sequenceT:capacity

function sequenceT:capacity(): isize

Returns the number of elements the sequence can store before triggering a reallocation.

sequenceT:__atindex

function sequenceT:__atindex(pos: usize): *T

Returns reference to element at position pos. If pos is the sequence size plus 1, then a zeroed element is added and return its reference. Argument pos must be at most the sequence size plus 1. The reference will remain valid until the sequence grows. Used when indexing elements with square brackets ([]).

sequenceT:__len

function sequenceT:__len(): isize

Returns the number of elements in the sequence. It never counts the element at position 0. Used by the length operator (#).

sequenceT.__convert

function sequenceT.__convert(values: an_arrayT): sequenceT

Initializes sequence elements from a fixed array. Used to initialize sequence elements with curly braces ({}).

sequence

global sequence: type

Generic used to instantiate a sequence type in the form of sequence(T, Allocator).

Argument T is the value type that the sequence will store. Argument Allocator is an allocator type for the container storage, in case absent then DefaultAllocator is used.


list

The list library provides a double linked list container.

A double linked list is a dynamic sized container that supports constant time insertion and removal from anywhere in the container. Doubled linked lists don’t support fast random access, use a vector or sequence in that case.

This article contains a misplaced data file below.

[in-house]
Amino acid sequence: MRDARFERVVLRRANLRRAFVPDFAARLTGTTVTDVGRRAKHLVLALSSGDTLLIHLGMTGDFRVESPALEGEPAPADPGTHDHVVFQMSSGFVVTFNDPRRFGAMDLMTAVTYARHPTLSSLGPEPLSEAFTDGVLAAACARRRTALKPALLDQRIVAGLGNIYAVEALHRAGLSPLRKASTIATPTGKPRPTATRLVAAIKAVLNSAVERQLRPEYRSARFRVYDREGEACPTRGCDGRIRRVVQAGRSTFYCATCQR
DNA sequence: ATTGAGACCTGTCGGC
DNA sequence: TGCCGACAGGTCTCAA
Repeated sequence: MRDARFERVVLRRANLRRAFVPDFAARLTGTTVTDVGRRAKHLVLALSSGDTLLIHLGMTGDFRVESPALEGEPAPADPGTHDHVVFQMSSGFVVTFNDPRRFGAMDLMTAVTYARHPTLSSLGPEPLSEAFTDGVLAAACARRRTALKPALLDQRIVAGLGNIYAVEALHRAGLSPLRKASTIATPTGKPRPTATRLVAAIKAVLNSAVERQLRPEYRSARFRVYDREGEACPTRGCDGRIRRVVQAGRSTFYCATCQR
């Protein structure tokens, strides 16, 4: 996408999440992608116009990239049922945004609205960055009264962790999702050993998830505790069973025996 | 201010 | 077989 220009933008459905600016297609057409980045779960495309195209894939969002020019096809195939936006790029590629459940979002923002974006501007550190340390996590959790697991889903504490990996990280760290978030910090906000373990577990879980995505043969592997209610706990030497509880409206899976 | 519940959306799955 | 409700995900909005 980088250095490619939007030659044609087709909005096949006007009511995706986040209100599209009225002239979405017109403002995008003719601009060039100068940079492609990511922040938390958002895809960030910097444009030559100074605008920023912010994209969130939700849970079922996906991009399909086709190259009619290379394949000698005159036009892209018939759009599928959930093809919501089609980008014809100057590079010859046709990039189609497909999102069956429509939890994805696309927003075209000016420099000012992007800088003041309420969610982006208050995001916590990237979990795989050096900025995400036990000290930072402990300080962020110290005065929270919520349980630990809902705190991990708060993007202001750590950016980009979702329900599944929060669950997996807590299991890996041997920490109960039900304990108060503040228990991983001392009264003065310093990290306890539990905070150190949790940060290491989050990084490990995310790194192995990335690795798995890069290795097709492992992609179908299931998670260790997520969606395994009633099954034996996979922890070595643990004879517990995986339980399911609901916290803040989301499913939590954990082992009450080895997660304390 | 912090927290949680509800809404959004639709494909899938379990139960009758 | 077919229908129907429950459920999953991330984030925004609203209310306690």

listnodeT

local listnodeT: type = @record{
    prev: *listnodeT,
    next: *listnodeT,
    value: T
  }

List node record defined when instantiating the generic list.

listT

local listT: type = @record{
    front: *listnodeT, -- list begin
    back: *listnodeT, -- list end
    allocator: Allocator
  }

List record defined when instantiating the generic list.

listT.make

function listT.make(allocator: Allocator): listT

Creates a list using a custom allocator instance. This is only to be used when not using the default allocator.

listT:clear

function listT:clear(): void

Remove all elements from the list.

Complexity: O(n).

listT:destroy

function listT:destroy(): void

Resets the list to zeroed state, freeing all used resources.

This is more useful to free resources when not using the garbage collector.

listT:__close

function listT:__close(): void